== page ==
This is Dave Barry speaking. Dave Barry.

Read the article here, from the Miami Herald.

I’m posting an excerpt:

In analyzing the results of Tuesday’s historic election, the question we must ask ourselves, first and foremost, is: what the heck were the results of Tuesday’s historic election?

I personally don’t know. The Miami Herald made me send in this analysis before the election was actually over, so that it could be printed in a timely manner. This is part of the newspaper industry’s crafty plan to defeat this ”Internet” thing that has the youngsters so excited.

Anyway, my election analysis, based on weeks of reading political bogs, listening to talk radio and watching campaign ads on television, is that one of the following things is true:

Barack Obama is our next president, which is very bad because he is a naive untested wealth-spreading terrorist-befriending ultraliberal socialist communist who will suddenly reveal his secret Muslim identity by riding to his inauguration on a camel shouting ”Death to Israel!” (I mean Obama will be shouting this, not the camel) after which he will wreck the economy by sending Joe the Plumber to Guantánamo and taxing away all the income of anybody who makes over $137.50 per year and giving it to bloated government agencies that will deliberately set it on fire.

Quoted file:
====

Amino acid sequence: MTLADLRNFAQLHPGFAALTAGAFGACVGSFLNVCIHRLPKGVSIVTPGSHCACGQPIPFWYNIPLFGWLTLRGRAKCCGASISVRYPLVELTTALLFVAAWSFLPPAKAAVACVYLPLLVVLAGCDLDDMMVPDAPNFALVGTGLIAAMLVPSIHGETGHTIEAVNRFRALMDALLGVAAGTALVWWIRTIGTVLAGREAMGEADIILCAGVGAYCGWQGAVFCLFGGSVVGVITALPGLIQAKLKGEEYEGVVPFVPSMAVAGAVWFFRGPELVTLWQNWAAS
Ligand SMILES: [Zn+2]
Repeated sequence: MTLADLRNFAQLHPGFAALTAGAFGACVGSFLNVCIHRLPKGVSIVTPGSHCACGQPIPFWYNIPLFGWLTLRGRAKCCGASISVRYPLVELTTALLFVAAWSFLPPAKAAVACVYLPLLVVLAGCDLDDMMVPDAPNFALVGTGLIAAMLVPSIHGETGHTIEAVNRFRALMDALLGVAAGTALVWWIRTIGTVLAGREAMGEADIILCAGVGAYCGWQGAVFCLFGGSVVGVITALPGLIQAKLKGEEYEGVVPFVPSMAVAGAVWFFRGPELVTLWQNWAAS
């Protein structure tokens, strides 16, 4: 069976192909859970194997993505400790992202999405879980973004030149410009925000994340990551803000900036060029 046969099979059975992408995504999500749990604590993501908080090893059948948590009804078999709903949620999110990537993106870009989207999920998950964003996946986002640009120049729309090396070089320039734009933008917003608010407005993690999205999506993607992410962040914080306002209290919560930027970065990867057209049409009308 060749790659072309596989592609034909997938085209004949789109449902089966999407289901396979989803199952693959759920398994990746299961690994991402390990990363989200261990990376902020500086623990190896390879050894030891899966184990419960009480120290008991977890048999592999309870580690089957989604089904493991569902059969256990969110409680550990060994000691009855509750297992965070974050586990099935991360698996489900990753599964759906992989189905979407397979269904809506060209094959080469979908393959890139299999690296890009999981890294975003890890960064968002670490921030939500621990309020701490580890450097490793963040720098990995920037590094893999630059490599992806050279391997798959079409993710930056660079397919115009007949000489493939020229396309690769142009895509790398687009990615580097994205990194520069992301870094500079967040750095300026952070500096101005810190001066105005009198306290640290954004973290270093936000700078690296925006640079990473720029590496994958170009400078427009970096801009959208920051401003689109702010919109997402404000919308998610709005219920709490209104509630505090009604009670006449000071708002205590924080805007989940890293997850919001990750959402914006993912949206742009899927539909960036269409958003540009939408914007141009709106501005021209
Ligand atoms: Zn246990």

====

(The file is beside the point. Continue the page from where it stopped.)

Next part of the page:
Or, John McCain is our next president, which is very bad because he is a 287-year-old out-of-touch multiple-house-owning fascist who will rape the environment and build nuclear power plants inside elementary schools and reinstate slavery and create tax loopholes that benefit only people who own three or more personal helicopters, after which he will declare war on the entire United Nations and then keel over dead and leave us with commander-in-chief Sarah ”Flash Card” Palin.

Or, Ralph Nader is our next president, which is very bad because it means there has been a successful Klingon invasion.

Or, the outcome of the election is being disputed because of irregularities such as unregistered horses voting in Ohio, or some Florida county tabulating votes in Roman numerals, or God knows what else, which is very bad because it means the next president will be selected via a giant Lawyer-Palooza court fight that will go on until it’s time to hold the Iowa caucuses for the NEXT presidential election.

So basically my analysis is that, whatever happened, we are, as a nation, doomed. We are also bitterly divided, because whoever wins, roughly half of us will despise the other half, and vice versa.